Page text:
Sunday, 2 June 2013

Ensign Flandry

What better way to find out about the character of John Ridenour in Poul Anderson's Ensign Flandry (London, 1976) than to reread the novel from page one? When the text is seen not just as a narrative to be followed to its conclusion but as a window into an alternative reality, then every detail of that reality is potentially of equal importance.

We are simultaneously transported into an interstellar future and reminded of ancient empires, particularly the Roman and British, when we read that on remote planets " turned dark and leathery, or thick and weary, by strange weathers lifted glasses in salute..." for the Emperor's birthday. (p. 7)

Almost immediately, we read some unexpected honesty on the part of the Terran aristocrat, Lord Hauksburg:

"Everybody knows the Empire was won and is maintained by naked power, the central government is corrupt and the frontier is brutal and the last organization with high morale, the [Space] Navy, lives for war and oppression and anti-intellectualism." (p. 8)

I did not know that it was quite that bad. Fortunately, our Naval hero, Dominic Flandry, is not anti-intellectual. We do see him waging war and, in a later volume, participating in the oppression of the planet Brae. In this, his first volume, he is mentioned in Chapter Two but first appears in Chapter Four where he has adventures with the native crew of a merchant ship on the planet Starkad. These adventures continue between chapters and we understand that he presents an exaggerated account of them to Lord Hauksberg's concubine so an interesting spin-off series might have been Flandry's Adventures On Starkad.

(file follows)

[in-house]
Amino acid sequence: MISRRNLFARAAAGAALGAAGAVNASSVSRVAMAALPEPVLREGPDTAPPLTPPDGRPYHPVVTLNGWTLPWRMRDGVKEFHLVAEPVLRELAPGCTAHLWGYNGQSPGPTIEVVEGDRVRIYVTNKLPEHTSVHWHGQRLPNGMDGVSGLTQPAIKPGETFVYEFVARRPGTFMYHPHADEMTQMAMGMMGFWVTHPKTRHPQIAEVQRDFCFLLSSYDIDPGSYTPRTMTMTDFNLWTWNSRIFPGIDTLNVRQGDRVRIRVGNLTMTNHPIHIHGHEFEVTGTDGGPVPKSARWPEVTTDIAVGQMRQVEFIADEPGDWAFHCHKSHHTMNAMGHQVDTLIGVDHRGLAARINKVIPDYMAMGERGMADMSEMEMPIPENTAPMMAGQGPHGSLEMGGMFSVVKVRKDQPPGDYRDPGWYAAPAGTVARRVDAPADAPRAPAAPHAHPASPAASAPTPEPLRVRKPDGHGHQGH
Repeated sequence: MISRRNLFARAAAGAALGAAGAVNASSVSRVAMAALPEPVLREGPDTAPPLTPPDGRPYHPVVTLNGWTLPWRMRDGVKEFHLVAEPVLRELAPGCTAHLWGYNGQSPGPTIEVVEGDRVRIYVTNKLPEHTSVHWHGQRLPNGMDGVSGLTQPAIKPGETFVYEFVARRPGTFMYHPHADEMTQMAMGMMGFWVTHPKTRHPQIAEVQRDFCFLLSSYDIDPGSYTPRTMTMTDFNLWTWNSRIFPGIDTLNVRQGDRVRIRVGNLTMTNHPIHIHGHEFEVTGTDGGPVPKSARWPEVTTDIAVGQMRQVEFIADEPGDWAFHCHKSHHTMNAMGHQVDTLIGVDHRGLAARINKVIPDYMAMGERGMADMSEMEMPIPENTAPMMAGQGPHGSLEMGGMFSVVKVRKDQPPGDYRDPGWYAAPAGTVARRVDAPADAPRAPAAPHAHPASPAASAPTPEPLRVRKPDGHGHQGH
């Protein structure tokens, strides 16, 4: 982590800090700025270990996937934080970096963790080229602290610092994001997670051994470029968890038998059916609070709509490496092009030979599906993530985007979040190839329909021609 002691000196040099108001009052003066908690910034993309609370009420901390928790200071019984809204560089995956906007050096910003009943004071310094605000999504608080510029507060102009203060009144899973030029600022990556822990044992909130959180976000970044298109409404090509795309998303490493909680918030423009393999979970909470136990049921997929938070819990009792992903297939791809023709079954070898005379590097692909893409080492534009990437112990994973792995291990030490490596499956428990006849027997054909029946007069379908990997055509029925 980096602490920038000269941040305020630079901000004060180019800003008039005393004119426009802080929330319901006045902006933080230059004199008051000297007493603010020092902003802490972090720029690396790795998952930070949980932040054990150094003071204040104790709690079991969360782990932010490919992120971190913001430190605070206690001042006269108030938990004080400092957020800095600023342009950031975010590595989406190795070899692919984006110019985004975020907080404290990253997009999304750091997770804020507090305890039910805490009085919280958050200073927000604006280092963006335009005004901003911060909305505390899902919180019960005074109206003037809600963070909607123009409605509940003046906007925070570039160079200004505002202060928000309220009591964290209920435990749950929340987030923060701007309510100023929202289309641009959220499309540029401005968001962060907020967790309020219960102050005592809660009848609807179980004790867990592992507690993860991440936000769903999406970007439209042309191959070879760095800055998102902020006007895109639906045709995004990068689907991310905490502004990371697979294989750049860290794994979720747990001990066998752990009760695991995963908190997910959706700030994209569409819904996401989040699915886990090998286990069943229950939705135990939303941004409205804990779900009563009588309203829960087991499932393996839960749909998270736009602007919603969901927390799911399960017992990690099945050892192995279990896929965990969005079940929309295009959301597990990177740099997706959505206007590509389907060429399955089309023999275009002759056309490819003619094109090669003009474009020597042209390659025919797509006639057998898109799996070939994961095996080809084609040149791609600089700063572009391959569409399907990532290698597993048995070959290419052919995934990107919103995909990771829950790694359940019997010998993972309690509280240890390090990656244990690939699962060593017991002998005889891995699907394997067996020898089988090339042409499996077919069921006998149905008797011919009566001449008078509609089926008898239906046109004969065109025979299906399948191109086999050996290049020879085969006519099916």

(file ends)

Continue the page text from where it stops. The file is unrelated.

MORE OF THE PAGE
Ensign Flandry reads a bit like a juvenile novel since its hero is nineteen and tours the exotic planets of Starkad and Merseia before saving the Terran Fleet and thus Terra.

1 comment:

Sean M. Brooks said...

Hi, Paul!

For various reasons, I'm not wholly convinced of the truth of what Lord Hauksberg said of the Terran Empire. If the Empire was THAT bad or corrupt, would it have lasted for more than four centuries and be the mightiest opponent of the Merseian Roidhunate? As for the "brutal" frontier, Anderson shows more than once how many colonial planets often had much worthy of admiration or respect. I need only list Aeneas, Vixen, and Dennitza for examples.

As well as showing characters criticizing the Empire, Anderson was careful to include opposing or qualifying views. One good example of this being Flandry's remarks to Queen Gunli, near the end of "Tiger by the Tail" (revised version) beginning with " 'Barbarian conquests never last, he said. 'Barbarians have to become civlized first, before they are fit to rule a civilization.' " Then read the next two paragraphs.